Friday, October 7, 2011

Another Case of Assumed Identity in Major League Baseball

Major League Baseball has acquired a reputation for having foreign players with questionable identity documents. We previously reported on the case of Miguel Tejada, who has been able to avoid immigration consequences despite some questions regarding his stated age. The recent case of Juan Carlos Oviedo, also known as Leo Nunez, presents another interesting example.

Juan Carlos Oviedo, also known as Leo Nunez, played Major League Baseball in the United States for 10 years, before returning to his country of citizenship, Dominican Republic, and answering to charges against him under his actual name. Nunez/Oviedo has been placed on MLB's restricted list.

An writer presents the issue in the following way:

Juan Carlos Oviedo, also known as Leo Nunez, would've made nearly $6 million next season. Would you fake your name and age for that kind of money?. . . if he's able to resolve his legal issues in the Dominican Republic, I'm not convinced he should face a harsh punishment from MLB.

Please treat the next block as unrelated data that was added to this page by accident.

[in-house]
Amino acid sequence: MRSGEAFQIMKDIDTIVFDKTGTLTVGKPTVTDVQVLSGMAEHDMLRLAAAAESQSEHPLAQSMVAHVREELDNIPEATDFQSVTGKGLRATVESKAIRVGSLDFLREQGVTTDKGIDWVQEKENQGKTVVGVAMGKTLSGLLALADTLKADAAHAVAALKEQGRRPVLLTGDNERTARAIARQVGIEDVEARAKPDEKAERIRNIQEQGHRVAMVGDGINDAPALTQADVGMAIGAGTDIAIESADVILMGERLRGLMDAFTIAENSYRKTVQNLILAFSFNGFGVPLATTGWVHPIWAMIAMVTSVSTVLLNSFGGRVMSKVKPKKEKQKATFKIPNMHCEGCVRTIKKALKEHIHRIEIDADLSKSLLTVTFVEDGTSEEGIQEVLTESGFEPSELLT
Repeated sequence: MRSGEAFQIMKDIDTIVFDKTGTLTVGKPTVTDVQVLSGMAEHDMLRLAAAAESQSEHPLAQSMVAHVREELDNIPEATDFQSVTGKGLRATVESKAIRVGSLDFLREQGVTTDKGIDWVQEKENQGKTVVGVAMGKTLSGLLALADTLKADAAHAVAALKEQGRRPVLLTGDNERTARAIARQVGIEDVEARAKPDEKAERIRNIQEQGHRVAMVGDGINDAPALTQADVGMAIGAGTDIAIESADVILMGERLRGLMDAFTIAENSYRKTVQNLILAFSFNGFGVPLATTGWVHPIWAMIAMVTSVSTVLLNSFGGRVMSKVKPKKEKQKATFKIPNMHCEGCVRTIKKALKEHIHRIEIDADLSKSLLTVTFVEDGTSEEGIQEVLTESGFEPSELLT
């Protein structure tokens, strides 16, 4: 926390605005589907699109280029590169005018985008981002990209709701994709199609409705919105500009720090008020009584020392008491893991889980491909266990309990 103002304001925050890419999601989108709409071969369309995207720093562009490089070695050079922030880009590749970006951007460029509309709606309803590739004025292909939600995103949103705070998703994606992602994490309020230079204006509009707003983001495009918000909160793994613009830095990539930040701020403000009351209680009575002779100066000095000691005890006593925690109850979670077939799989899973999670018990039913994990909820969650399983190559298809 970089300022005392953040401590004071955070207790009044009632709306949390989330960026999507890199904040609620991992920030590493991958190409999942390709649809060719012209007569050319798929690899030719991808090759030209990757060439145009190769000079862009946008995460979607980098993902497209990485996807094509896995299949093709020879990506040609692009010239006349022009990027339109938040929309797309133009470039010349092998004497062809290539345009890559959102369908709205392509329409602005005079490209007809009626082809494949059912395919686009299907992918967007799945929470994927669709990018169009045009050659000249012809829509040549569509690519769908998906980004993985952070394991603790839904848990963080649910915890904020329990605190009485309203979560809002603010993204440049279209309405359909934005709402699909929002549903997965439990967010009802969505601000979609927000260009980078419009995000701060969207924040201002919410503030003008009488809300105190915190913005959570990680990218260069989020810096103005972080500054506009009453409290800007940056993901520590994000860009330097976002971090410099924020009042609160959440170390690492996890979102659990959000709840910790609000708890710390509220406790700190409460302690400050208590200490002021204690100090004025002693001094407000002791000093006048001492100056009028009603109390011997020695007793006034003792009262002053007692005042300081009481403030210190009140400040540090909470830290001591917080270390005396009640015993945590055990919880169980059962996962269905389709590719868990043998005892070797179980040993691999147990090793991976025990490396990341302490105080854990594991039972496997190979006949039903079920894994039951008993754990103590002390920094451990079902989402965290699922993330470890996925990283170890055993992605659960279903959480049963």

What is missing is the very real prospect that Oviedo may be barred from returning to the United States altogether. While the exact details are murky, the allegation is that he came to the United States with falsified documents. Under the Immigration and Nationality Act § 212(a)(6)(C)(i), "[a]ny alien who, by fraud or willfully misrepresenting a material fact, seeks to procure (or has sought to procure or has procured) a visa, other documentation, or admission into the United States or other benefit provided under this Act" is inadmissible. An immigration officer might well find Oviedo's actual name and age to have been "material facts" within the context of his prior admission to the United States. If barred, he might be able to avail of a fraud waiver under INA § 212(i), which requires proof of extreme hardship to a U.S. citizen or lawful permanent resident spouse or parent.

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